Phoenix Couple Enjoys The Good Life
By Suzanne Heyn
Temperatures approached 90 degrees on an early spring day in Corte Bella, an active adult community about 30 miles from Phoenix, while the thermostat fell below 50 degrees back in Mark and Linda Sivakoff’s hometown of Cleveland, Ohio. The Sivakoffs have acclimated to the heat during 10 years of living in Arizona, recalling with amusement the 100 inches of snow that fell during their last Cleveland winter.
“I recorded every (inch),” Mark says.
But snowless winters weren’t the only factor driving the Sivakoff’s decision to move from Ohio— much of Linda’s family had relocated to the area, and the couple wanted to join them.
Many people wait until retirement to move to their dream location, but the Sivakoffs arrived while still working, Mark as a pediatrician and Linda as a nurse. They moved to Corte Bella in 2005, renting at first. They decided to buy after falling in love with the perfectly manicured golf course and active tennis club at Corte Bella, an upscale retirement community in Sun City West, next to one of the most well-known retirement areas of Sun City, Arizona.
“Who says you have to wait to retire to move to a place you’d like to retire?” says Linda, 60. She admitted that it’s taken her time to adjust to not working, but she enjoys working on her tennis game and looks forward to developing other hobbies or possibly volunteering, as others in the community do. Many friends volunteer or continue working part time not because they have to, but because it feels meaningful and keeps them busy.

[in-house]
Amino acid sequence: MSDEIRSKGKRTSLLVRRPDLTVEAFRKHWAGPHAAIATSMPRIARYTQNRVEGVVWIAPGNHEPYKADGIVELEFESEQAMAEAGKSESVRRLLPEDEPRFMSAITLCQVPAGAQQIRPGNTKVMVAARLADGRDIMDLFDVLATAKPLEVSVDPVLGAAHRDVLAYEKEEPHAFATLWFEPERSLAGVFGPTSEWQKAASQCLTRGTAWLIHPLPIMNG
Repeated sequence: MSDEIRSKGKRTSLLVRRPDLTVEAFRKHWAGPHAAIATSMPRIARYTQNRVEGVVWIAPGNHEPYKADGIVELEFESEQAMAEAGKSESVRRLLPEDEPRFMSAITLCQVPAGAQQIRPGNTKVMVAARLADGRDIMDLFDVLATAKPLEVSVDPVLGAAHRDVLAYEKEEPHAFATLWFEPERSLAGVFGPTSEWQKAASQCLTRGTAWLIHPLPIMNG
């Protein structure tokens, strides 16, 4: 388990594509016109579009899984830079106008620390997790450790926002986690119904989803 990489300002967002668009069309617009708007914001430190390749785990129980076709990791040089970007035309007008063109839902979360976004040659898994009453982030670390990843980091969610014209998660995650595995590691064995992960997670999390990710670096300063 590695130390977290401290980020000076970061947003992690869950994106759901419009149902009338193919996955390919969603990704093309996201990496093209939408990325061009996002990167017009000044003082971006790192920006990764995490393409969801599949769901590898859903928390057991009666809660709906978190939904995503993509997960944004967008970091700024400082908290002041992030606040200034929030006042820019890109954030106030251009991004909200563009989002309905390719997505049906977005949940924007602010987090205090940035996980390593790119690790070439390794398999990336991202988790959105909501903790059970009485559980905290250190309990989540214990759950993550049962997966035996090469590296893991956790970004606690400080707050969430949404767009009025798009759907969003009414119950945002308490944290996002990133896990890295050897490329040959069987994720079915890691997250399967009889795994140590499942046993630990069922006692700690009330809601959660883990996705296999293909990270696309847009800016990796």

“When you think about what you’re letting go of, you need to find a way to embrace that (change),” Linda says. All her life she’s taken care of others. Now it’s her turn to take care of herself.
Mark, 66, continues to teach medicine part time at the local A.T. Still University, partly because he loves it, but also for the medical insurance it provides him. Some days he wakes up to zero obligations and enjoys the realization that he actually has time to read a book.
Arriving at this place with never-ending sunshine took decades of preparation and was not without obstacles for the couple. They married shortly before moving to Corte Bella, but each had previously divorced and experienced the financial setbacks that came with dividing assets.
“Divorce is not cheap,” Mark says. He married Linda with credit card debt, which his new wife patiently hounded him to pay off. Mark says he’s not a spendthrift — both are budget conscious — but he didn’t sacrifice life’s material pleasures during the divorce. Meanwhile, Linda, who started saving for retirement in her 20s, skipped vacations to save every penny she could as a single mother.
Mark counted on his still-healthy earning potential and cleared his debt and returned to saving for retirement. “If you’re not enjoying your life, what’s the point of it?” he added.
The couple carefully planned their finances, mostly without the help of financial planners. They contributed as much as possible to 401k accounts throughout their lives, but Mark took a different forecasting approach than most. Instead of figuring how much money the couple would need to live their desired lifestyle, they calculated their income and created a life around that amount. Mark says it’s no different than when you’re working, earning money and living within your means.
“You’re ready (to retire) whenever you’re ready, and you make do with what you have,” Mark says. For the Sivakoffs, decades of discipline have given them a nice lifestyle not solely dependent on Social Security, a fate they hope their children — each have a son and daughter from previous marriages — will also enjoy.
In the meantime, the couple had a 10-year anniversary to celebrate on April 2. And it’s an occasion they felt like splurging on a little bit. The Sivakoffs know when to spend and when to save.